Shimaa ElSabbagh in art

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I have been absolutely gutted since Shimaa ELSabbagh (also spelled as Shaimaa el-Sabbagh) was killed by security forces two weeks ago as she headed to Tahrir Square to lay flowers on the eve of the fourth anniversary of the 2011 Egyptian revolution. While I never personally knew Shimaa, we shared numerous common friends who have been in tears and heartache since that tragic afternoon. Many will ask why focus on Shimaa when other protesters also die. That is true, Sondos died the same day in Alexandria but she got little attention. Since 2011, countless lives have been lost and we don’t hear much about them. But what makes Shimaa’s death much more sharper is that her final moments in life were filmed. As a human, you can only react to the theatrics that will naturally shock you and scar it into your memory for life. It doesn’t mean we think less of other deaths. It is why we are moved by the imagery, followed by the posthumous story, of past icons such as Khaled Said, Omar Salah and Mina Danial. Shimaa’s demise will not be in vain, and she will hopefully be a signpost to illuminate the other lesser known activists killed by the state.

I believe memorialisation is important to sustain the story of Shimaa and all that she stood for. She was a writer, poet and activist, and Egypt has lost an irreplaceable asset. An innocent woman killed while carrying flowers. Like I have said before, Pablo Neruda’s words are the most appropriate here: “You can crush the flowers, but you cannot delay the spring.”

These are some of the painted, hand-drawn and digital images of Shimaa that have been floating around social media. RIP.

 

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The Maddening Betrayal of Potato-Seller, Omar Salah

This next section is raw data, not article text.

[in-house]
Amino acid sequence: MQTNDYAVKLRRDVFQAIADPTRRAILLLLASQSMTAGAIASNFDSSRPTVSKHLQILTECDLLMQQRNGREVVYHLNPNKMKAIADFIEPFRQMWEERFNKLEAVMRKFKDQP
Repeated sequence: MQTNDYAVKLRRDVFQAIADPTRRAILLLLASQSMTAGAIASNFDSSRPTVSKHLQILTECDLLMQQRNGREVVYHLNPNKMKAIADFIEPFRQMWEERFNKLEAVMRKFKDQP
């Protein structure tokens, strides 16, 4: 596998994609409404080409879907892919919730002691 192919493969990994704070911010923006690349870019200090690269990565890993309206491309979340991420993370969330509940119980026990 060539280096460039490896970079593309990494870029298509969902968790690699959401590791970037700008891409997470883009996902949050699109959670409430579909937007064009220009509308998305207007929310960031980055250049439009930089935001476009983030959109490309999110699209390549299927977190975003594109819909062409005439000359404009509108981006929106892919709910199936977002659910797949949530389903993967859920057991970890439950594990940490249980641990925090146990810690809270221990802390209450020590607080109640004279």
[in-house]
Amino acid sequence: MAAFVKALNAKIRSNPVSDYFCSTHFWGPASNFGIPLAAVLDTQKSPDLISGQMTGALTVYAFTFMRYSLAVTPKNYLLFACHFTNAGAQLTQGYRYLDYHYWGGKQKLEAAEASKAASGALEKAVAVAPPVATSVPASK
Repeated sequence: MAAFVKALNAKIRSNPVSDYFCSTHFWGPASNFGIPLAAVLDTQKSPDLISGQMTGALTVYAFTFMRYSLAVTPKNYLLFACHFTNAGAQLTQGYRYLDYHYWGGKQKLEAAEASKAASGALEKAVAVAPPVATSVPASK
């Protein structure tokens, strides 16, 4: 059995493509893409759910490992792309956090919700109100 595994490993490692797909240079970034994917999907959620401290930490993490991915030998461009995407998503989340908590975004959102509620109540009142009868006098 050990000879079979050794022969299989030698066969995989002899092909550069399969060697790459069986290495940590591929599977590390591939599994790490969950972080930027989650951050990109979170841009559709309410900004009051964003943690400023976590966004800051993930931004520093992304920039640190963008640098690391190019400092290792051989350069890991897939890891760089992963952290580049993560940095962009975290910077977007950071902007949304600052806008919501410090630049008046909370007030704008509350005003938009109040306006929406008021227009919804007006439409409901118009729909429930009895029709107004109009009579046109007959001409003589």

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Omar Salah: In life and death
Omar Salah: In life and death

Published in openDemocracy
Republished in Ahram Online

An Egyptian army conscript walks up to 12 year old Omar Salah Omran, a sweet potato seller – outside the front gates of Cairo’s US Embassy close to Tahrir Square – and requests two potatoes from the young street vendor. Omar answers, “I’ll do so after I go to the bathroom”. The allegedly untrained soldier retorts with a mix of cockiness and jest that he will shoot Omar if he doesn’t comply immediately. On Omar’s reply, “you can’t shoot me” – the conscript, on the alleged presumption that his weapon was not loaded, aimed two bullets piercing through Omar’s heart. He died instantly. (Based on Omar’s father’s television interview with host Mahmoud Saad)

The entire incident was over in ten seconds. The fallout continues.

Many Egyptians were humbled and awoken to another Egypt with the release of a gripping video of Omar speaking to a Life Makers charity member in which he says “I am tired of this job”: he says he wants to learn to read and write. There is an inherently troubling dimension in Omar’s demise that goes beyond the “accidental” nature of it. It is the callous disregard by the state that instigated and attempted to cover up the crime, and a society that no longer gives a second look to the plight of child labour.
Continue reading “The Maddening Betrayal of Potato-Seller, Omar Salah”

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